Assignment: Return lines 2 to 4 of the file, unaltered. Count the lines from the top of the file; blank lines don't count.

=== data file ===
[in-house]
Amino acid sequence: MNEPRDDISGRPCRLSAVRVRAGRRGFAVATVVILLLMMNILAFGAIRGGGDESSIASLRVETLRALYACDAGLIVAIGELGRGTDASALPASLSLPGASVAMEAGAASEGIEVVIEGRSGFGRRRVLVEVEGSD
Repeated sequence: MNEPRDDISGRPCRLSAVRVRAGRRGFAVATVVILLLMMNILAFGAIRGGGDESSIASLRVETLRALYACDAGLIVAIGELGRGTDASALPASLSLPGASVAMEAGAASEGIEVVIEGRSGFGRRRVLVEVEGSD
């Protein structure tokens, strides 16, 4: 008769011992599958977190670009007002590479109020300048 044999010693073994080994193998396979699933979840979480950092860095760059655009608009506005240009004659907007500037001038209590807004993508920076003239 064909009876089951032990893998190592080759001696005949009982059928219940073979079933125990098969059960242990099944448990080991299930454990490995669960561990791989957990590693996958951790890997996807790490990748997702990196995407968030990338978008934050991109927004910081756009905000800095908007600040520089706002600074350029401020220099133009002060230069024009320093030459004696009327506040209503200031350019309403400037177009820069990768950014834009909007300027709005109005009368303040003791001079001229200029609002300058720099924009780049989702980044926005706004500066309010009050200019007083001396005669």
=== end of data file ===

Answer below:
Amino acid sequence: MNEPRDDISGRPCRLSAVRVRAGRRGFAVATVVILLLMMNILAFGAIRGGGDESSIASLRVETLRALYACDAGLIVAIGELGRGTDASALPASLSLPGASVAMEAGAASEGIEVVIEGRSGFGRRRVLVEVEGSD
Repeated sequence: MNEPRDDISGRPCRLSAVRVRAGRRGFAVATVVILLLMMNILAFGAIRGGGDESSIASLRVETLRALYACDAGLIVAIGELGRGTDASALPASLSLPGASVAMEAGAASEGIEVVIEGRSGFGRRRVLVEVEGSD
């Protein structure tokens, strides 16, 4: 008769011992599958977190670009007002590479109020300048 044999010693073994080994193998396979699933979840979480950092860095760059655009608009506005240009004659907007500037001038209590807004993508920076003239 064909009876089951032990893998190592080759001696005949009982059928219940073979079933125990098969059960242990099944448990080991299930454990490995669960561990791989957990590693996958951790890997996807790490990748997702990196995407968030990338978008934050991109927004910081756009905000800095908007600040520089706002600074350029401020220099133009002060230069024009320093030459004696009327506040209503200031350019309403400037177009820069990768950014834009909007300027709005109005009368303040003791001079001229200029609002300058720099924009780049989702980044926005706004500066309010009050200019007083001396005669």